The Great Shift

Brian Wieser

The COVID pandemic, as it has with nearly every other business around the world, has completely upended the way we perceive the limitations on ways business can be conducted, and the way marketers can interact with their audiences. The use of virtual sales channels and other digital transformation strategies have undergone remarkable acceleration.

All of these changes have forced marketing to rapidly transform itself, all without the aid of any playbook or standard operating procedure.

This publication serves as a guide for how COVID has shifted the landscape for four major sectors (Auto, CPG & E-comm, Telecom and Financial Services) and another (Entertainment) where the industry has gone through significant change and, as a result, we must alter the way we think of them as sources of inventory. Each section ends with some critical takeaways for marketers.

Some key takeaways:

  • Auto has rebounded from 40-45% declines at the low point in April to current levels of flat or better.
    • Car manufacturers have shifted to direct online relationships with consumers.
    • As a result, it will be vital for them to invest heavily in consumer insights to integrate new desired experience from customers in the buying process.
  • CPG manufacturers experienced a significant transition in how their products are sold, leading to a 277% increase in retail sales via e-commerce channels for food & beverage and health & personal care companies in 2Q20.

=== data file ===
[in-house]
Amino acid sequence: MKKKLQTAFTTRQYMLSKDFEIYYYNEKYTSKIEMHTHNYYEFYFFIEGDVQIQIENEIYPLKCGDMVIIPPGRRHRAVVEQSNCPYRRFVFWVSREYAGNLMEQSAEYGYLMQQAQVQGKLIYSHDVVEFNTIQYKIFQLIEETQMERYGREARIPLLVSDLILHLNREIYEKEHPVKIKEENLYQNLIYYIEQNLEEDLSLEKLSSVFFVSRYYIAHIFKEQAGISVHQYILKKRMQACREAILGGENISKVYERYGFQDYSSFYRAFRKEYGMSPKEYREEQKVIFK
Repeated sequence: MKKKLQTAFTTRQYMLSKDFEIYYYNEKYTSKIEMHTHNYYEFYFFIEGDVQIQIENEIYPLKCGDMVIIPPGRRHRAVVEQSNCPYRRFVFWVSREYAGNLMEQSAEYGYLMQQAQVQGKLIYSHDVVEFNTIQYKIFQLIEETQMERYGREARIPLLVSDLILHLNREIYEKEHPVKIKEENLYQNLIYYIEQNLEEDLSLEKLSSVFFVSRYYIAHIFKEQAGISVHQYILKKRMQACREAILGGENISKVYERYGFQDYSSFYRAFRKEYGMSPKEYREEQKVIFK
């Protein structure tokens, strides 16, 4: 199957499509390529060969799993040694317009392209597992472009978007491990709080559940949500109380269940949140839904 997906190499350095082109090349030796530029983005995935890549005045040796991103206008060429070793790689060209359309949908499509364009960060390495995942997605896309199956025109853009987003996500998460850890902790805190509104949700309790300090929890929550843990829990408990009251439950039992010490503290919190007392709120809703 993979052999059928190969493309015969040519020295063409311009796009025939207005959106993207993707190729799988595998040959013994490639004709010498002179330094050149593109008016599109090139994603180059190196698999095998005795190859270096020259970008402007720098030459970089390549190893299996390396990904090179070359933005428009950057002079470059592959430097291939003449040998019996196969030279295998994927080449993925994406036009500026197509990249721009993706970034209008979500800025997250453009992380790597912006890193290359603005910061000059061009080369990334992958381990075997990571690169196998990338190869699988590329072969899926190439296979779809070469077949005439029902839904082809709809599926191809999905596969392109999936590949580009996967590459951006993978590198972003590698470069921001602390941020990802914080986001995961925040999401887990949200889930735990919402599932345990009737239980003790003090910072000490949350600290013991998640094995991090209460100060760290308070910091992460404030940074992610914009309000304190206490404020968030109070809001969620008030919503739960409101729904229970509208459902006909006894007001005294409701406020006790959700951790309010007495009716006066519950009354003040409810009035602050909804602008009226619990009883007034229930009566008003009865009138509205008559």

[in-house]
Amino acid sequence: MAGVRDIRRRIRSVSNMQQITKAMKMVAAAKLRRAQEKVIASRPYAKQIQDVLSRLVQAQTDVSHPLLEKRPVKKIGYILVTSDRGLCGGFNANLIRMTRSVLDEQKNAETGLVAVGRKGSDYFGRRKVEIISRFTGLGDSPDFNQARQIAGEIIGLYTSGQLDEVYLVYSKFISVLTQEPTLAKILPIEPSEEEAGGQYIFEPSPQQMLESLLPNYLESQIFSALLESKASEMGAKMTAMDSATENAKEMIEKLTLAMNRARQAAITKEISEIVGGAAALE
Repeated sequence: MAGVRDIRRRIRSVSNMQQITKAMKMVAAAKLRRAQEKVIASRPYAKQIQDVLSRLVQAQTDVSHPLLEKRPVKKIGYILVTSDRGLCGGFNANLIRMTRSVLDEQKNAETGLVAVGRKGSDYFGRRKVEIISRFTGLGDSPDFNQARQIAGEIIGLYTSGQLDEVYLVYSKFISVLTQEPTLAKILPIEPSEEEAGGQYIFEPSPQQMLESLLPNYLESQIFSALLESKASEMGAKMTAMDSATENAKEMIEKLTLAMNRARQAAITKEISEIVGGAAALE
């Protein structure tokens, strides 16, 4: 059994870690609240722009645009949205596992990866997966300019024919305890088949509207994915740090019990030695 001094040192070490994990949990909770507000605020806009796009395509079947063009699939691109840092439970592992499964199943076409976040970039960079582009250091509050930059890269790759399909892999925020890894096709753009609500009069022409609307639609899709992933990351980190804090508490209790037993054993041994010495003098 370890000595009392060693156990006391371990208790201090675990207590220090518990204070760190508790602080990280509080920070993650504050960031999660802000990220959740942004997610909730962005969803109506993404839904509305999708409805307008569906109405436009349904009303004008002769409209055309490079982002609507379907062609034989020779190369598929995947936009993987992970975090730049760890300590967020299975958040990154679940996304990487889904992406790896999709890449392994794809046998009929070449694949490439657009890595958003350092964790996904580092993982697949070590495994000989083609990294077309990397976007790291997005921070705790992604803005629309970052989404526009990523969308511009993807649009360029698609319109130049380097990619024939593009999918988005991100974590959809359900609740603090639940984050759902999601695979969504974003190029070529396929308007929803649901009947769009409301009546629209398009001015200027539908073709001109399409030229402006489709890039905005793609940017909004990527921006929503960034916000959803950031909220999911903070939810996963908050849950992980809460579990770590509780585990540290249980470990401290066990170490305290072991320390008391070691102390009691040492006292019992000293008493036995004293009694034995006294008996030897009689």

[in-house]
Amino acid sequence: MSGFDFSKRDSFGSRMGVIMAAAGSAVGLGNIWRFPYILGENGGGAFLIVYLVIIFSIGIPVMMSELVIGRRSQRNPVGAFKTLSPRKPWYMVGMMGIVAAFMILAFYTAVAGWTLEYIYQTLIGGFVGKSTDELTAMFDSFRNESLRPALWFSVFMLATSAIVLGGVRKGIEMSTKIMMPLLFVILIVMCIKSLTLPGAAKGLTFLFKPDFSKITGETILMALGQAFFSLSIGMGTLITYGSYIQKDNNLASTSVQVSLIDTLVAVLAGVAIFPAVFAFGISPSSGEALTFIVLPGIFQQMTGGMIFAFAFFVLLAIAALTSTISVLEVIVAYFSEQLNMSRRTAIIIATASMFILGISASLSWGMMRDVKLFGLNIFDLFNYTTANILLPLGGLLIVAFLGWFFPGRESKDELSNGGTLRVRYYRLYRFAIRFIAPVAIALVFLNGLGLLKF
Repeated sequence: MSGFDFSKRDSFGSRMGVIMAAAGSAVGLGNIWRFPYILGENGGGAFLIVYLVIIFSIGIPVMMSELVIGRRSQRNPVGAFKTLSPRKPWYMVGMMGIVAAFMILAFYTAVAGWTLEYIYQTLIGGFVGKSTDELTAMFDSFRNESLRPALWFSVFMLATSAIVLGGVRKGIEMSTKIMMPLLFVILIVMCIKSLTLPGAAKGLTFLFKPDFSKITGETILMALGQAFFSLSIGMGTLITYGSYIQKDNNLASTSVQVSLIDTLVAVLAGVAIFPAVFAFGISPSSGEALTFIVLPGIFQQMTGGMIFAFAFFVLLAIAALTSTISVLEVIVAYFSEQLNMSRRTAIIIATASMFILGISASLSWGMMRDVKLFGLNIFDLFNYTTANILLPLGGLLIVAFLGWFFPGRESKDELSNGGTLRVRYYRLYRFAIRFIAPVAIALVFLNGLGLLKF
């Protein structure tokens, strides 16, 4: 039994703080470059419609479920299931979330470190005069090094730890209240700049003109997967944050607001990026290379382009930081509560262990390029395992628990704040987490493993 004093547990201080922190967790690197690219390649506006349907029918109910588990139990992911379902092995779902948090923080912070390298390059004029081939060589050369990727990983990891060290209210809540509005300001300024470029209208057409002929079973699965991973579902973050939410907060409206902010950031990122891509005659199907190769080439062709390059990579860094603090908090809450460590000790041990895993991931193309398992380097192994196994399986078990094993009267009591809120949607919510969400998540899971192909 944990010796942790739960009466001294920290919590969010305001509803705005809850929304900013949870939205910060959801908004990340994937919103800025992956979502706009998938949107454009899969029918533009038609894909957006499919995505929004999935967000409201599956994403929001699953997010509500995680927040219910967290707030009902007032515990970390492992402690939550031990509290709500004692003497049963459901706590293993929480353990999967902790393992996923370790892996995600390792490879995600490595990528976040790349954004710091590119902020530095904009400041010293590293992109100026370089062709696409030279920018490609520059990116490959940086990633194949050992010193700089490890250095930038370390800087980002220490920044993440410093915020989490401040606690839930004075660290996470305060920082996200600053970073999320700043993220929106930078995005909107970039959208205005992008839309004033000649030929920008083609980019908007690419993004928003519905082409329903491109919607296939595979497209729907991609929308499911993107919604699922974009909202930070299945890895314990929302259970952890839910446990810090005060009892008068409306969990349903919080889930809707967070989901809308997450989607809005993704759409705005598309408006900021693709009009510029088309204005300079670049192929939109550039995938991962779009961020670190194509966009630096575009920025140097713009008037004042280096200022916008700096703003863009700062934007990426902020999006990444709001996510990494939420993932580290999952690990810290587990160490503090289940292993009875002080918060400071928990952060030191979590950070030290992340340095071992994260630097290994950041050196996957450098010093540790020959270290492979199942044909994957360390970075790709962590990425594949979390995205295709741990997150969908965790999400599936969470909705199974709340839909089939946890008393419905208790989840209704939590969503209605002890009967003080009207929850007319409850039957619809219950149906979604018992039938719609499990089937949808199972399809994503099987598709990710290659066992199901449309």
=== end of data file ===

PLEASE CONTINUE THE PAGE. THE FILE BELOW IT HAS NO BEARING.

• Manufacturers relying primarily on third parties like Amazon or other online sites will find tremendous opportunities in prioritizing investments in DTC initiatives since consumers are more primed than ever to buy online.
  • Telecommunications consumers have exponentially increased internet usage – telco has responded with faster, more robust broadband services to support working or schooling from home and streaming service growth to telehealth needs, e-commerce and contact tracing systems.
    • IoT connectivity is more favorable for mobile carriers because network improvements like 5G will enable wireless communications companies to offer today’s home-based services on a more equal footing.
    • Reliability, ease of use, access to additional services, etc., will become even more important as those get reinforced by ongoing consumer interactions.
  • Financial Services has fared well during the pandemic, aided by liquidity from central banks from around the world paired with new government-backed loan programs and stimulus payments made to consumers.
    • Banks have served as a digital role model for other industries with more digitally focused services into their product portfolios, if only because most of what banks offer, including trustworthiness and perceptions of durability and, are mostly virtual.
    • Banks will need to sustain their investment in branding to reinforce trust, as well as heavy investment in data-related infrastructure
  • Entertainment, particularly streaming services, soared in large part because spending on content packaged by streaming services has been growing much more rapidly than spending on content packaged by incumbents.
    • Going forward, studio owners will need to invest heavily in capabilities to aggregate and analyze data to understand consumers’ content and platform preferences, optimizing assets accordingly.